As I mentioned earlier this morning, the U.S. Supreme Court reversed the Federal Circuit in a pair of cases, Octane Fitness, LLC v. Icon Health & Fitness, Inc., and Highmark Inc. v. Allcare Health Management System, Inc., involving the interpretation of section 285 of the U.S. Patent Act, which states that "[t]he court in exceptional cases may award reasonable attorney fees to the prevailing party." Justice Sotomayor wrote the opinions in both cases, and both are unanimous--with the minor exception that Justice Scalia did not join in footnotes 1-3 of Octane Fitness, which discuss the legislative history of section 285 and its predecessor statute. (Justice Scalia is not a fan of resorting to the legislative history of statutes.) As Justice Sotomayor states in her opinion in Octane Fitness, the Federal Circuit in Brooks Furniture Mfg., Inc. v. Dutailier Int'l, Inc. had
held that a case is “exceptional” under § 285 only “when there has been some material inappropriate conduct related to the matter in litigation, such as willful infringement, fraud or inequitable conduct in procuring the patent,misconduct during litigation, vexatious or unjustified litigation, conduct that violates Fed. R. Civ. P. 11, or like infractions.” Id., at 1381. “Absent misconduct in conduct of the litigation or in securing the patent,” the Federal Circuit continued, fees “may be imposed against the patentee only if both (1) the litigation is brought in subjective bad faith, and (2) the litigation is objectively baseless.”
In Octane Fitness, the Court reverses this standard for determining when a case is "exceptional," and in Highmark it holds that appellate review of an exceptional case determination should be reviewed for abuse of discretion.
More precisely, Octane Fitness holds the following:
1. Section 285 "imposes one and only one constraint on district courts’ discretion to award attorney’s fees in patent litigation: The power is reserved for 'exceptional' cases" (p.7). In accordance with the ordinary meaning of the word "exceptional,"
an "exceptional" case is simply one that stands out from others with respect to the substantive strength of a party’s litigating position (considering both the governing law and the facts of the case) or the unreasonable manner in which the case was litigated. District courts may determine whether a case is “exceptional” in the case-by-case exercise of their discretion, considering the totality of the circumstances. As in the comparable context of the Copyright Act, “‘[t]here is no precise rule or formula for making these determinations,’ but instead equitable discretion should be exercised ‘in light of the considerations we have identified.’” Fogerty v. Fantasy, Inc., 510 U. S. 517, 534 (1994).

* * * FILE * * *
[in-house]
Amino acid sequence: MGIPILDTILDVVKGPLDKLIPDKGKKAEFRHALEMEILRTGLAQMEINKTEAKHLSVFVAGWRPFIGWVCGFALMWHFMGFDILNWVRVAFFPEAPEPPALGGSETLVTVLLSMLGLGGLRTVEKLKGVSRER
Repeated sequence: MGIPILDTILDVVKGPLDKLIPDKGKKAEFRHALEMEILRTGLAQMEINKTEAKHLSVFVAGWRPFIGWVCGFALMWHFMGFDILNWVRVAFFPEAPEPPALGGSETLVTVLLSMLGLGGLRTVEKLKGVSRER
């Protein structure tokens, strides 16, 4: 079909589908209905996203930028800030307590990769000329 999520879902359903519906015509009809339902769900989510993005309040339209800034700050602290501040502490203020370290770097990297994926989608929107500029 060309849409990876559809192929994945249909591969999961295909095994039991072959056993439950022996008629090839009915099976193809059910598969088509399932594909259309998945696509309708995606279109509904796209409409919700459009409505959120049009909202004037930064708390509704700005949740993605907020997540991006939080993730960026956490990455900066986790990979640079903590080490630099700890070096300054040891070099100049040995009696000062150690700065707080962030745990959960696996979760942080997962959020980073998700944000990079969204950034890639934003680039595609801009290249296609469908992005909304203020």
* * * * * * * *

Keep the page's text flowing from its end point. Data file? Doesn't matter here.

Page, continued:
2. In this light, the Brooks Furniture approach was "overly rigid" and "inflexible." The first category of cases in which Brooks Furniture permitted fee awards "appears to extend largely to independently sanctionable misconduct," but under the correct standard "a district court may award fees in the rare case in which a party’s unreasonable conduct—while not necessarily independently sanctionable—is nonetheless so 'exceptional' as to justify an award of fees" (p.9). The second category is also too rigid, because "a case presenting either subjective bad faith or exceptionally meritless claims may sufficiently set itself apart from mine-run cases to warrant a fee award," citing a Lanham (Trademark) Act case for the proposition that "[s]omething less than 'bad faith' . . . suffices to mark a case as 'exceptional'".
3. The Federal Circuit drew the objective/subjective baselessness standard from the Supreme Court's decision in Professional Real Estate Investors, Inc. v. Columbia Pictures Industries, Inc., which was a case in which a plaintiff alleged that the defendant had violated the antitrust laws by attempting to monopolize by engaging in "sham" copyright litigation. Under the Noerr-Pennington doctrine, a person generally is immune from antitrust liability for petitioning the government, but in the context of sham litigation the immunity is lost if the litigation is both objectively and subjectively baseless. In Octane Fitness, however, the Court sees no reason to "import" this standard into section 285. (An aside--it's interesting that the opinion characterizes Noerr-Pennington as rooted in the First Amendment, because there has been some debate among the courts and commentators as to whether it is rooted in the constitutional right to petition the government or in the antitrust statute itself.)